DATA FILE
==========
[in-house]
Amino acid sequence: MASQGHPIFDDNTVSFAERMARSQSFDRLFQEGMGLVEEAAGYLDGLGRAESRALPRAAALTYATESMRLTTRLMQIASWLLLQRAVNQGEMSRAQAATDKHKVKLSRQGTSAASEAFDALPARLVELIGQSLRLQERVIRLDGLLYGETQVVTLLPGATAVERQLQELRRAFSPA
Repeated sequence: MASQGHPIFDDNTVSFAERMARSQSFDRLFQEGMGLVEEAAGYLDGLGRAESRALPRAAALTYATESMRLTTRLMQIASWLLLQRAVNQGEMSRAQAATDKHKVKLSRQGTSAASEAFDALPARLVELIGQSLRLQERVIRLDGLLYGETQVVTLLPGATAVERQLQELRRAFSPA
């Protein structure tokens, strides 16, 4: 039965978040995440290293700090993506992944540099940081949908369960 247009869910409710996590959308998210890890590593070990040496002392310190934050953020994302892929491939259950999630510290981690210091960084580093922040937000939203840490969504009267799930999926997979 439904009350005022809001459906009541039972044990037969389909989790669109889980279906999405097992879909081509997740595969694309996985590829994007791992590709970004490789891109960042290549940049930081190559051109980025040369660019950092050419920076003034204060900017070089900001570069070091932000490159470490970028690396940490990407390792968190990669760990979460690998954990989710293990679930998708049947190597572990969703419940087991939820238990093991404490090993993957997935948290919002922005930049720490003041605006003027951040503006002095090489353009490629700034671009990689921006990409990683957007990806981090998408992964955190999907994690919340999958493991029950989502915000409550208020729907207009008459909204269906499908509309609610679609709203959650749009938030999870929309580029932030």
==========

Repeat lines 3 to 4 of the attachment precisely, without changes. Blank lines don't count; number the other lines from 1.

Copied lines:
Repeated sequence: MASQGHPIFDDNTVSFAERMARSQSFDRLFQEGMGLVEEAAGYLDGLGRAESRALPRAAALTYATESMRLTTRLMQIASWLLLQRAVNQGEMSRAQAATDKHKVKLSRQGTSAASEAFDALPARLVELIGQSLRLQERVIRLDGLLYGETQVVTLLPGATAVERQLQELRRAFSPA
């Protein structure tokens, strides 16, 4: 039965978040995440290293700090993506992944540099940081949908369960 247009869910409710996590959308998210890890590593070990040496002392310190934050953020994302892929491939259950999630510290981690210091960084580093922040937000939203840490969504009267799930999926997979 439904009350005022809001459906009541039972044990037969389909989790669109889980279906999405097992879909081509997740595969694309996985590829994007791992590709970004490789891109960042290549940049930081190559051109980025040369660019950092050419920076003034204060900017070089900001570069070091932000490159470490970028690396940490990407390792968190990669760990979460690998954990989710293990679930998708049947190597572990969703419940087991939820238990093991404490090993993957997935948290919002922005930049720490003041605006003027951040503006002095090489353009490629700034671009990689921006990409990683957007990806981090998408992964955190999907994690919340999958493991029950989502915000409550208020729907207009008459909204269906499908509309609610679609709203959650749009938030999870929309580029932030």